The Faces Pain Scale – Revised: What This Means for Patients
When you’re in the hospital, it’s important that you’re able to communicate exactly how you’re feeling with your care team – especially when it comes to your pain.
Many health care systems have been relying on the Wong-Baker Faces scale to assist children and low health literacy patients in determining the level of pain they are experiencing, but there’s an issue with this scale. “The old faces pain scale, developed by Donna Wong and Connie Baker, was found, in some research studies, to measure mood rather than pain,” Lynne Brophy RN, of the TriHealth Cancer Institute, explains. “Happy little faces were telling nurses and doctors how happy the kid was, not how much pain the kid was in.”
The Faces Pain Scale – Revised: Who Benefits?
If patients are not able to understand the standard 0-10 pain scale, their nurse can request the Faces Pain Scale – Revised, which uses a series of six images, allowing the child or low health-literacy patient, to self-report his or her pain. Low health literacy patients are those who do not know where their stomach or bladder is, for example, and do not know how to assign a number to their pain level, Lynne suggests.
- Download the Faces Pain Scale-Revised (PDF) or scroll to the bottom of your screen to see an example.
The Faces Pain Scale – Revised: How Does it Work?
Unlike the original version, images on the revised scale do not present smiles or tears, but instead, a series of grimaces. “Multiple studies in the U.S. have found that Americans often tend to demonstrate grimacing when they are in pain, which is a very common, non-verbal communication,” Lynne explains. “If you look at the new scale, that’s what those faces are doing, whereas if you look at Wong-Baker, the faces are smiling and frowning.”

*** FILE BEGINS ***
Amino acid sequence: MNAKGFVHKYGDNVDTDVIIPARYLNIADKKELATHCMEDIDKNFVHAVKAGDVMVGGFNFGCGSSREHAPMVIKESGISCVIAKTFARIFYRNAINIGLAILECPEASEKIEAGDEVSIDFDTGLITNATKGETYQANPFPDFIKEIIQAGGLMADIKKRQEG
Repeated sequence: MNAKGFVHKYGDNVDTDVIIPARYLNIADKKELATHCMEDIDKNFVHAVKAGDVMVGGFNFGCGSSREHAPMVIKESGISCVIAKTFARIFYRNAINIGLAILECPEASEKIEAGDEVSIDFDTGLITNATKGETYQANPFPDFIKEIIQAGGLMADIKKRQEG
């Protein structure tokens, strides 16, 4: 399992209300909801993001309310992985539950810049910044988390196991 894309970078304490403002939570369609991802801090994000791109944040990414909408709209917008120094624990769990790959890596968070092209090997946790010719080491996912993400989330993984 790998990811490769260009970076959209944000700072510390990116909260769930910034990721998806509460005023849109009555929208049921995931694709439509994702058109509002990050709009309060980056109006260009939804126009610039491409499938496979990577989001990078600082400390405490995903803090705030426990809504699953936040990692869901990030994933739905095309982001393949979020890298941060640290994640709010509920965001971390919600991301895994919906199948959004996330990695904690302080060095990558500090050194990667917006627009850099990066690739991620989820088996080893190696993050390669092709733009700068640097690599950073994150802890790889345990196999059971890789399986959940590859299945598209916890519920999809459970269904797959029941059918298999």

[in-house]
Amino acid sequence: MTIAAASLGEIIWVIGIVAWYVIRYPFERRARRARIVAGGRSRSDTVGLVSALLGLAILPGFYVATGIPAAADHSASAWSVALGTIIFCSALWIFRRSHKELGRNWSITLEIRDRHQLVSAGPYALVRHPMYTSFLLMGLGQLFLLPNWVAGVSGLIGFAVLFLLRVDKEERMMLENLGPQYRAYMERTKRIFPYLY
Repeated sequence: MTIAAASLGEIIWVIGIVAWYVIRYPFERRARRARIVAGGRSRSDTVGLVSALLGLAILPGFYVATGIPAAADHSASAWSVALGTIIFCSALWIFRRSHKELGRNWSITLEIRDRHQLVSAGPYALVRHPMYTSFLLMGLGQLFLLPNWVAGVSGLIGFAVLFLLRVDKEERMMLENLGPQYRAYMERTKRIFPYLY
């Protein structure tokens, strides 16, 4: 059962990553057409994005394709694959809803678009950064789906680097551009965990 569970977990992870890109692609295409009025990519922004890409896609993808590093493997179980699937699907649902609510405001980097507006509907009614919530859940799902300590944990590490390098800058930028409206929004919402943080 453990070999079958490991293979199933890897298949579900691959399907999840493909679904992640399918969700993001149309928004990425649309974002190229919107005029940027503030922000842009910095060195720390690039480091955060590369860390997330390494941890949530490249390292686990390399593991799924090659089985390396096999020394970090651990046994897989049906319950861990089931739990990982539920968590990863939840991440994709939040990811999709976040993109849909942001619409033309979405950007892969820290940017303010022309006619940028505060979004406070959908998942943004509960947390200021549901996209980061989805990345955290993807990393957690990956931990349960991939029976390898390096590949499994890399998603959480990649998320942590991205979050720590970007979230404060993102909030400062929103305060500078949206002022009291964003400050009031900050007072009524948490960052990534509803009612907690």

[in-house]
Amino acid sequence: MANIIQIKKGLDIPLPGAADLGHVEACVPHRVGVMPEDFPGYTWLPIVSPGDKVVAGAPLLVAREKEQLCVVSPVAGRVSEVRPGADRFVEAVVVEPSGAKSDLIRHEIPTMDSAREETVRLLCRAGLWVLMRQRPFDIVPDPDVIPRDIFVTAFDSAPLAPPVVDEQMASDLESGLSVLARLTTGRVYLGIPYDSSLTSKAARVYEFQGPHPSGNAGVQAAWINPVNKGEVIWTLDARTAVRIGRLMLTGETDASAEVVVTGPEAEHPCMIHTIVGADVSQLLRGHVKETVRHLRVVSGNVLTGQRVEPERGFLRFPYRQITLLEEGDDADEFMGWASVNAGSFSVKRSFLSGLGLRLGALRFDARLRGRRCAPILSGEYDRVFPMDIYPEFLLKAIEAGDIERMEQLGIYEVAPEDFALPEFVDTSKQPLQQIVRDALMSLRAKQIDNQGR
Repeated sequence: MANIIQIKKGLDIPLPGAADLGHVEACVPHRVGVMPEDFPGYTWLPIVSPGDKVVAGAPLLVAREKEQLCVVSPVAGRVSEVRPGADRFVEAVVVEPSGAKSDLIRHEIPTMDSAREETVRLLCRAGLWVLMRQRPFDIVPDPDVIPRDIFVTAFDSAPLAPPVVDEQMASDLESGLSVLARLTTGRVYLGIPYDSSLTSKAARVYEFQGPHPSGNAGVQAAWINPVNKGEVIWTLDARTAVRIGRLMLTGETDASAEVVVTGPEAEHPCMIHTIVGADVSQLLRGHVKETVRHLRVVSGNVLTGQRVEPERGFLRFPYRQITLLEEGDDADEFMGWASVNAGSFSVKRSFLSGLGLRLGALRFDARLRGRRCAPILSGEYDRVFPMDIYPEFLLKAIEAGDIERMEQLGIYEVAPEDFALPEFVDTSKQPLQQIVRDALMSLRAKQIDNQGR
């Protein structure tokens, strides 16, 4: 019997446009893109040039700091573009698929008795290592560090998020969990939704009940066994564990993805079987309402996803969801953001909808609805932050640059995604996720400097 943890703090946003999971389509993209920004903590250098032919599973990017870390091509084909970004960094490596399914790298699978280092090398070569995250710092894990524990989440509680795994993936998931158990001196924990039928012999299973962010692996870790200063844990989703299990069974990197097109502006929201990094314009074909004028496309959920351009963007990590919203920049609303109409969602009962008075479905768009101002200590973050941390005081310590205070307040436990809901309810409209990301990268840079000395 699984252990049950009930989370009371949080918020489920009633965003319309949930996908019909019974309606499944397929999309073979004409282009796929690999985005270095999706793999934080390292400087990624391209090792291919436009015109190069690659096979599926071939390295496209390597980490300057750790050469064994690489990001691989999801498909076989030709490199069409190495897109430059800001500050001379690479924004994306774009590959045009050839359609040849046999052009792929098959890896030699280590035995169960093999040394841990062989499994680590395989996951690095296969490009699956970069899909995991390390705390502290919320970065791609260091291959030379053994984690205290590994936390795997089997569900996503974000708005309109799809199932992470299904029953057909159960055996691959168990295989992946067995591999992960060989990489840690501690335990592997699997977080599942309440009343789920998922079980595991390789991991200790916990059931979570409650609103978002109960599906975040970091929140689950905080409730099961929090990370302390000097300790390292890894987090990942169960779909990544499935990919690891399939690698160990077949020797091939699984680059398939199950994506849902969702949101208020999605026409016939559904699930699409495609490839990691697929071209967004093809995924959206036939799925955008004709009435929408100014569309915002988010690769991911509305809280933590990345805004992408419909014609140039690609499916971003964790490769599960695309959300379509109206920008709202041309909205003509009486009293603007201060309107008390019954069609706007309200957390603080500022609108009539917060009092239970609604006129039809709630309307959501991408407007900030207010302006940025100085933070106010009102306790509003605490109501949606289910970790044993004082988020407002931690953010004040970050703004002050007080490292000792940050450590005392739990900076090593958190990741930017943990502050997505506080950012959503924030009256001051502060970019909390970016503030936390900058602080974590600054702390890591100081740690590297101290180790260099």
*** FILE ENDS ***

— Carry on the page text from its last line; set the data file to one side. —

When measuring pain, the nurse asks questions like:
- Where is your pain?
- What does the pain feel like?
- Does the pain radiate?
- What makes the pain better or worse?
Once the patient expresses the type and level of pain he or she is experiencing, he or she will be prescribed a therapy that will most effectively alleviate that pain, whether it’s a medication, or non-pharmacological pain intervention, like distraction, prayer, music therapy, art therapy or acupuncture.
What's The No. 1 Thing to Remember About Pain Management?
In some cases, concerned family members or friends may try to assign a number to the pain on behalf of their loved ones; however, Lynne reminds people, "The No. 1 safety thing to remember is that we have to pick the assessment tool the patient is able to use and that only the patient should rate his or her pain."
Faces Pain Scale – Revised:
Last Updated: April 02, 2014